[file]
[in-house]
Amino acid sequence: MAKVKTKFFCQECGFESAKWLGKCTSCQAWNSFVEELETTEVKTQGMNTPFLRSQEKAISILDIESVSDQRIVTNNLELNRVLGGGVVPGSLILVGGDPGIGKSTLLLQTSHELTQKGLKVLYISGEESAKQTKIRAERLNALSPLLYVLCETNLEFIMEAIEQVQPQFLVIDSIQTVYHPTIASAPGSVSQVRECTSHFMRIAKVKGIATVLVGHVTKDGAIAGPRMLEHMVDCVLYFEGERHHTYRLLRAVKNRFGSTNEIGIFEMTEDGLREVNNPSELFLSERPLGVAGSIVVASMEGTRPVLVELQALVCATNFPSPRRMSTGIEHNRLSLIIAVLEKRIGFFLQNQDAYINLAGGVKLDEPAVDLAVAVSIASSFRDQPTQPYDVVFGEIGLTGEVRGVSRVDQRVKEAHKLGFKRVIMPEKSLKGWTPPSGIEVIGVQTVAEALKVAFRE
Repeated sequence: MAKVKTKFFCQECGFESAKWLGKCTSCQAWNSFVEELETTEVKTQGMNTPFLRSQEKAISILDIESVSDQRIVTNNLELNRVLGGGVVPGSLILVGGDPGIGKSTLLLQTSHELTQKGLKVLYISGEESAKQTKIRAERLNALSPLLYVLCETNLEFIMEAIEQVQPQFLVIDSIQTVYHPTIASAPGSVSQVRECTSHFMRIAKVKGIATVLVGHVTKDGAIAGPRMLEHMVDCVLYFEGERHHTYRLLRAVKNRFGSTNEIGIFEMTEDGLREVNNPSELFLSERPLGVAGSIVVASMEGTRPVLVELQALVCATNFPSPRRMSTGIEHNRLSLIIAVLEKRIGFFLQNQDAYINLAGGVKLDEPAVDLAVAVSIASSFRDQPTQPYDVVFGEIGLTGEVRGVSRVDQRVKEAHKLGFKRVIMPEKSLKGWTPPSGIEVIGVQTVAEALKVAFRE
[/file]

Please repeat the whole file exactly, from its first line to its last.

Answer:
[in-house]
Amino acid sequence: MAKVKTKFFCQECGFESAKWLGKCTSCQAWNSFVEELETTEVKTQGMNTPFLRSQEKAISILDIESVSDQRIVTNNLELNRVLGGGVVPGSLILVGGDPGIGKSTLLLQTSHELTQKGLKVLYISGEESAKQTKIRAERLNALSPLLYVLCETNLEFIMEAIEQVQPQFLVIDSIQTVYHPTIASAPGSVSQVRECTSHFMRIAKVKGIATVLVGHVTKDGAIAGPRMLEHMVDCVLYFEGERHHTYRLLRAVKNRFGSTNEIGIFEMTEDGLREVNNPSELFLSERPLGVAGSIVVASMEGTRPVLVELQALVCATNFPSPRRMSTGIEHNRLSLIIAVLEKRIGFFLQNQDAYINLAGGVKLDEPAVDLAVAVSIASSFRDQPTQPYDVVFGEIGLTGEVRGVSRVDQRVKEAHKLGFKRVIMPEKSLKGWTPPSGIEVIGVQTVAEALKVAFRE
Repeated sequence: MAKVKTKFFCQECGFESAKWLGKCTSCQAWNSFVEELETTEVKTQGMNTPFLRSQEKAISILDIESVSDQRIVTNNLELNRVLGGGVVPGSLILVGGDPGIGKSTLLLQTSHELTQKGLKVLYISGEESAKQTKIRAERLNALSPLLYVLCETNLEFIMEAIEQVQPQFLVIDSIQTVYHPTIASAPGSVSQVRECTSHFMRIAKVKGIATVLVGHVTKDGAIAGPRMLEHMVDCVLYFEGERHHTYRLLRAVKNRFGSTNEIGIFEMTEDGLREVNNPSELFLSERPLGVAGSIVVASMEGTRPVLVELQALVCATNFPSPRRMSTGIEHNRLSLIIAVLEKRIGFFLQNQDAYINLAGGVKLDEPAVDLAVAVSIASSFRDQPTQPYDVVFGEIGLTGEVRGVSRVDQRVKEAHKLGFKRVIMPEKSLKGWTPPSGIEVIGVQTVAEALKVAFRE